The Wat Phra Kaew (Wat Phra Kaeo, Temple of the Emerald Buddha, Wat Phra Si Rattana Satsadaram) is regarded as the most sacred Buddhist temple (wat) in Thailand. It is a "potent religio-political symbol and the palladium of Thai society". It is located in the historic centre of Bangkok (district Phra Nakhon), within the precincts of the Grand Palace.
The main building is the central ubosoth, which houses the statue of Emerald Buddha. The legendary history of this Buddha image is traced to India, five centuries after the Lord Buddha attained Nirvana, till it was finally enshrined in Bangkok at the Wat Phra Kaew temple in 1782 during Rama I's reign (1782–1809).
While legend traces this statue to India, its rich historical records dates its finding in Cambodia in the 15th century, moved to Laos in the 16th century and then to Vientiane where it remained for 215 years, and finally to Thailand in the 18th century.
The earliest legend narrated to the iconic emerald image of the Buddha is that of Nagasena, a saint in India who with the help of Hindu god, Vishnu and demigod Indra got the Emerald Buddha image made, 500 years after Buddha attained Nirvana, from the precious stone of Emerald.
The Emerald Buddha statue originated in India as explained in the legend, but it is also linked to first vassal Kingdom of Cambodia. The image disappeared when Burmese raiders sacked Ayuttaya also spelt "Ayudaya" and the image was feared lost. Continuing with the legend of the saint Nagasena of India, after remaining in Pataliputra (present day Patna) for three hundred years, the Emerald Buddha image was taken to Sri Lanka to save it from a civil war. In 457, King Anuruth of Burma sent a mission to Ceylon with a request for Buddhist scriptures and the Emerald Buddha, in order to promote Buddhism in his country.
Wat Phra Kaeo has a plethora of buildings within the precincts of the Grand Palace, which covers a total area of over 94.5 hectares (234 acres). It has over 100 buildings with “200 years royal history and architectural experimentation” linked to it. The architectural style is named as Rattanakosin style (old Bangkok style). The main temple of the Emerald Buddha is very elegantly decorated and similar to the temple in ancient capital of Ayudhya. The roof is embellished with polished orange and green tiles, the pillars are inlaid in mosaic and the pediments are made of rich marble.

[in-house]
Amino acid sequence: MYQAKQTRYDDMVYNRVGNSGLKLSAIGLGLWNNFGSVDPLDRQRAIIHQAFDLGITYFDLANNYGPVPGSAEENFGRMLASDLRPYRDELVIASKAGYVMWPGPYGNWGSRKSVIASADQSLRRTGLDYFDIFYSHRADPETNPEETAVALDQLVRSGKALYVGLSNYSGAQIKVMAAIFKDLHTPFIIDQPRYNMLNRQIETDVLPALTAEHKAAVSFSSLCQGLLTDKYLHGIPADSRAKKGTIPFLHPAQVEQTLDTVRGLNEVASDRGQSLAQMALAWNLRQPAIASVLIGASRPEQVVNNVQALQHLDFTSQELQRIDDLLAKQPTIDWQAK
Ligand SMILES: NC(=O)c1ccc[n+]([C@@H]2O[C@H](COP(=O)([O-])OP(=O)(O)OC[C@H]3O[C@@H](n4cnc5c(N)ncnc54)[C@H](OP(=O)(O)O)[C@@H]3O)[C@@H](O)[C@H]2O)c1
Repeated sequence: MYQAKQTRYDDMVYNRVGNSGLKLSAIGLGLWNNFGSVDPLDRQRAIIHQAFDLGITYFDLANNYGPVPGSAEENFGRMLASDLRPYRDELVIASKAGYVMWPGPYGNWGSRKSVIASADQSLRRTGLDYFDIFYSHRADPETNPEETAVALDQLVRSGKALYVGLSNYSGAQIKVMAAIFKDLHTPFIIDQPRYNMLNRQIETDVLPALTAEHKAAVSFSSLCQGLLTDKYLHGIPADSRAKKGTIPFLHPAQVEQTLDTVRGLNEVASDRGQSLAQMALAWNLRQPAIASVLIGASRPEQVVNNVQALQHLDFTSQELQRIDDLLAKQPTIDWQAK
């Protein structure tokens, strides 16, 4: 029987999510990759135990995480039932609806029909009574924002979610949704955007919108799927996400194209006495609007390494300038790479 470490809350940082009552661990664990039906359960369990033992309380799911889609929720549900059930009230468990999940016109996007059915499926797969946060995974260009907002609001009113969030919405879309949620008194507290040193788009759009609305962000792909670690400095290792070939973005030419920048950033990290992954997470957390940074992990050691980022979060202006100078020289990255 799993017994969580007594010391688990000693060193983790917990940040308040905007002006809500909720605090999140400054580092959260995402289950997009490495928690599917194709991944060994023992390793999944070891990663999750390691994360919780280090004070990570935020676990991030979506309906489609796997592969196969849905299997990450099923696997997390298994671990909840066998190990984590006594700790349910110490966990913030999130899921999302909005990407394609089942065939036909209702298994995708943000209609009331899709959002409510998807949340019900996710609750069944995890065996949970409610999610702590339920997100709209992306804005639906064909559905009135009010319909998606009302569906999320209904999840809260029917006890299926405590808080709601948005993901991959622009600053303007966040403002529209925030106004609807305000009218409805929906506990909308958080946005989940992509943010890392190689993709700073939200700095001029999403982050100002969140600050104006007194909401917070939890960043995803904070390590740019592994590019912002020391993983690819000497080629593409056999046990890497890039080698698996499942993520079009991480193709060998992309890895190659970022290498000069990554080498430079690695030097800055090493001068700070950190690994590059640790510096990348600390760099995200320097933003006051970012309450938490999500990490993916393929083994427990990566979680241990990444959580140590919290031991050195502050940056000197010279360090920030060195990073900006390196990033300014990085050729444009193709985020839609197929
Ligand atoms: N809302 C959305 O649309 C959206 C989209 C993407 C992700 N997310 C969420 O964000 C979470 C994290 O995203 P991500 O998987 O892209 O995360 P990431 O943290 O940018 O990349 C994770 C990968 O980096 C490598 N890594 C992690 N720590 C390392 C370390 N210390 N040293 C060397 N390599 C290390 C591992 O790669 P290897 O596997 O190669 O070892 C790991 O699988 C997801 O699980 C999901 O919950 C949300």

Worship and ceremonies
Early in the Bangkok period, the Emerald Buddha used to be taken out of its temple and paraded in the streets to relieve the city and countryside of various calamities (such as plague and cholera). However, this practice was discontinued during Rama IV's reign as it was feared that the image could get damaged during the procession and also a practical line of thinking that Rama IV held "that diseases are caused by germs, not by evil spirits or the displeasure of the Buddha". The image also marks the changing of the seasons in Thailand, with the king presiding over the seasonal ceremonies.
Rules of entry and conduct
The sacred temples in Thailand follow a dress code, which is strictly followed. Men must wear long pants and long-sleeved shirts and shoes; women must wear long skirts. Visitors who arrive dressed otherwise may rent appropriate clothing items at the entry area of the temple. It is compulsory to remove the shoes before entering the temple, as a sign of respect of the Buddha, as is the practice in all other temples in Thailand. While offering prayers before the Buddha image, the sitting posture should avoid any offensive stretching of feet towards the deity; the feet should be tucked in towards the back.
Other monuments :
- Grand Palace
- Model of Angkor Wat
- Hermit statue
- Nine towers
- Elephant statues